This was yet another film that took me completely by surprise for the same reason: I didn't watch the trailer. All I knew about it is that it was suddenly on Netflix and a friend said it was good. It's great. Like Better Watch Out, the less you know, the better. All you need to know is that it's about a boy who has a crush on his babysitter and what happens when he's supposed to be asleep. Avoid everythiing you can before you watch it, you'll thank me for that later.
Stranger Things: Season 2
Even though the second season came with the inevitable hate from folks with the not-surprising complaints of "it's trying too hard" and "it's the same as last year", they are wrong, this show is still great. Granted, I'll concede that the character of Billy is borderline pointless, and the episode that strictly focuses on Eleven and her sister is forced, but those niggles are easily evened out with Steve and Dustin's budding friendship, Paul Riser showing up as Dr. Sam Owens, and Hopper and Eleven's father/daughter arguing. Did I mention Pruitt Taylor Vince is in this for a minute? This show rocks and I'm looking forward to season 3 just like the whiners and complainers criticizing it because they can't turn it off either.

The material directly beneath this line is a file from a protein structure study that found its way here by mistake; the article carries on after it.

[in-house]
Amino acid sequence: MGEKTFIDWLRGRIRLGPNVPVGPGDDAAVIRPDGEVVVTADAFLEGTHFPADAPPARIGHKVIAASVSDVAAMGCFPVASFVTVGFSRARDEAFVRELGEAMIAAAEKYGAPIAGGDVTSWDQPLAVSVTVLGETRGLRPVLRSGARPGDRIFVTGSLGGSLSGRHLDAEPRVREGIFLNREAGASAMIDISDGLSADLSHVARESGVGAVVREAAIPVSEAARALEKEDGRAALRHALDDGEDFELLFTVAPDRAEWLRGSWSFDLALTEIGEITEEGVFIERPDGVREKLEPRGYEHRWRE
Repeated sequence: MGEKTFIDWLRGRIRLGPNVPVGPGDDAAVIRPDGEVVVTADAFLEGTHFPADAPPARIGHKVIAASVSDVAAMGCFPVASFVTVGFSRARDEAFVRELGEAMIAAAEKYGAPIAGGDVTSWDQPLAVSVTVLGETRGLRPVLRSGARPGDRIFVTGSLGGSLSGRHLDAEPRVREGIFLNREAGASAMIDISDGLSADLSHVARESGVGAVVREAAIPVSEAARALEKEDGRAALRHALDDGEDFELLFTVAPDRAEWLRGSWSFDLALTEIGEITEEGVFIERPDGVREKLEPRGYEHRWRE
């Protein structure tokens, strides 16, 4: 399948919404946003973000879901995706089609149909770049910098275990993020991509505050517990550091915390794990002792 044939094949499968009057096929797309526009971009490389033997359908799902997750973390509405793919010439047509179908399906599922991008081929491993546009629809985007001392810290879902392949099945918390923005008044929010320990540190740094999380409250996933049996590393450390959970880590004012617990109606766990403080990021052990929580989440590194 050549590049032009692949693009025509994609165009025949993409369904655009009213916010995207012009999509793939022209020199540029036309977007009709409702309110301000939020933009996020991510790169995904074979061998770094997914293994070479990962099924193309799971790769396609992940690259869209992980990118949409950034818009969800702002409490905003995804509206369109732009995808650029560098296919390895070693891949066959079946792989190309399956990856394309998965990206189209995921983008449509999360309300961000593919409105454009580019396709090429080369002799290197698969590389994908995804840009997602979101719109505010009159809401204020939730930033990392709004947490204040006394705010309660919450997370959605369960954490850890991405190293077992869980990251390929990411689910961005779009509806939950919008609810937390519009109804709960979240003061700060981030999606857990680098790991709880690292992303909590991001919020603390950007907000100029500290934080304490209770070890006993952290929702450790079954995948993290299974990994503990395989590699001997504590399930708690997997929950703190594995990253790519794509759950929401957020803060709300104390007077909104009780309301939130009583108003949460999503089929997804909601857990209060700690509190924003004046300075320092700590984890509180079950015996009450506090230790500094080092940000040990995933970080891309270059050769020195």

Honorable Mention: Mongrels by Stephen Graham Jones
Normally I throw in a few honorable mentions, and while there are plenty, I want to keep it clean with this. Yes, Mongrels came out in 2016, but I didn't read it until this year, so I'm counting it. I don't care. You don't like it, make your own list. The reason why I'm bringing it up is it is the best book I've read this year, is worth all of the accolades and everyone should read it.
It's been a weird year for me. I didn't watch or read nearly as much horror as I wanted to because of reasons. There's a ton I've missed, sitting on my counter just waiting for me to take a look at (IT, Life, Creep 2, Raw, A Dark Song, and many more movies, as well as books like Josh Malerman's Black Mad Wheel; J-F Dubeau's A God in the Shed; Kill Creek by Scott Thomas; New Fears, edited by Mark Morris; Paperbacks from Hell by Grady Hendrix, and many, many more). This year is going to be a busy one.
What about you? What were some of your favorites this year? Let me know in the comments below!
He's the puppet master. You don't see him, but he pulls the strings that gets things done. He's the silent partner. He's black ops. If you notice his presence, it's the last thing you'll notice — because now you're dead. He's the shadow you thought you saw in that dark alleyway. You can have a conversation with him, and when you turn around to offer him a cup of coffee, he's already gone.